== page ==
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Sky Rocketing Food Prices – Why?

Sky Rocketing Food Prices


High Food Prices – A phenomenon that impacts our everyday lives significantly, by eating away into our monthly budgets. We frequently get a taste of this, when we have our regular squabbles with the neighbourhood vegetable vendor over the prices, or when we visit the grocery store.

Now for some number crunching – Rice, which used to cost around Rs. 18 per kg one and half years ago, now costs more than Rs. 30 per Kg (a 60% increase). Toor Dal, which used to cost around Rs 35 per Kg, now almost costs Rs. 100 per Kg (a 3-fold increase). Sugar, which used to cost Rs. 25 per kg just a few months ago, now costs Rs. 36 per kg (a 50% increase in just a few months).

Most of us just trudge along, accepting this as a hard fact of our daily lives. It is all the worse for the vast lower-middle class, for whom inflated food prices are yet another of the many hoops to jump through in order to survive.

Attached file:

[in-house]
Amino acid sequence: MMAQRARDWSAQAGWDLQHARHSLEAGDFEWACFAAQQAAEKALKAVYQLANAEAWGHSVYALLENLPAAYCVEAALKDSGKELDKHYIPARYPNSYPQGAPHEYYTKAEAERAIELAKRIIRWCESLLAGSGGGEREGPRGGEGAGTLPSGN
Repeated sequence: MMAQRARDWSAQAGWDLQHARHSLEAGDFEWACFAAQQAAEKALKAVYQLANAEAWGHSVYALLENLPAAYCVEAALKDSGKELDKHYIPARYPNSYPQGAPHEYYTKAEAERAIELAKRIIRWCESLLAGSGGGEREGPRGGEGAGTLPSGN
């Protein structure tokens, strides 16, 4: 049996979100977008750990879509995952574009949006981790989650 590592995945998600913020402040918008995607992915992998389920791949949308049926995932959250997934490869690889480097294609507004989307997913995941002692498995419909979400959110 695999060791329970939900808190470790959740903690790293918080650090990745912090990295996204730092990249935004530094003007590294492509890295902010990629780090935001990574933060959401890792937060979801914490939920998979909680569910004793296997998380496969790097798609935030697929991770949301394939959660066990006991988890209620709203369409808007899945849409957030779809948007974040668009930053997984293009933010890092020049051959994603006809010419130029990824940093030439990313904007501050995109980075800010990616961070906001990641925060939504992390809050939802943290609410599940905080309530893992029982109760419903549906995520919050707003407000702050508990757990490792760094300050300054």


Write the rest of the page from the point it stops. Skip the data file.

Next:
Deficient monsoons this year has been a major cause of high food prices. However, food prices have shown a marked rise (increase in prices of rice is a classic example) in the last one and a half years, much before India was plagued by Monsoon Deficit.

Here, we examine some more root causes of food price inflation and explore some possible solutions for the same:-

Root Causes of High Food Prices

Ineffective Inflation Tracking Mechanisms